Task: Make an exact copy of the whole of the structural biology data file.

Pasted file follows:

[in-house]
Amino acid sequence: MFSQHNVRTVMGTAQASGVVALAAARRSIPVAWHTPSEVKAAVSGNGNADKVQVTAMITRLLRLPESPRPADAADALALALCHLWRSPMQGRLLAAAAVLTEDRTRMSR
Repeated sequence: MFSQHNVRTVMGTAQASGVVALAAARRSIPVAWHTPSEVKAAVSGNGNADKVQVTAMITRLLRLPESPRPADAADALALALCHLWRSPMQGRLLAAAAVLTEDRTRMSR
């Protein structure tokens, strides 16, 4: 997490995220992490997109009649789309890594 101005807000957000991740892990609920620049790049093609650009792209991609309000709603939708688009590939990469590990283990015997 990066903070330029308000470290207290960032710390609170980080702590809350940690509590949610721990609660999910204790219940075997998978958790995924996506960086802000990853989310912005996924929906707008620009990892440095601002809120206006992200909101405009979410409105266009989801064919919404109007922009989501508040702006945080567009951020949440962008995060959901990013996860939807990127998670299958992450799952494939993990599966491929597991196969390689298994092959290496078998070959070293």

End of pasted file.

[in-house]
Amino acid sequence: MFSQHNVRTVMGTAQASGVVALAAARRSIPVAWHTPSEVKAAVSGNGNADKVQVTAMITRLLRLPESPRPADAADALALALCHLWRSPMQGRLLAAAAVLTEDRTRMSR
Repeated sequence: MFSQHNVRTVMGTAQASGVVALAAARRSIPVAWHTPSEVKAAVSGNGNADKVQVTAMITRLLRLPESPRPADAADALALALCHLWRSPMQGRLLAAAAVLTEDRTRMSR
């Protein structure tokens, strides 16, 4: 997490995220992490997109009649789309890594 101005807000957000991740892990609920620049790049093609650009792209991609309000709603939708688009590939990469590990283990015997 990066903070330029308000470290207290960032710390609170980080702590809350940690509590949610721990609660999910204790219940075997998978958790995924996506960086802000990853989310912005996924929906707008620009990892440095601002809120206006992200909101405009979410409105266009989801064919919404109007922009989501508040702006945080567009951020949440962008995060959901990013996860939807990127998670299958992450799952494939993990599966491929597991196969390689298994092959290496078998070959070293």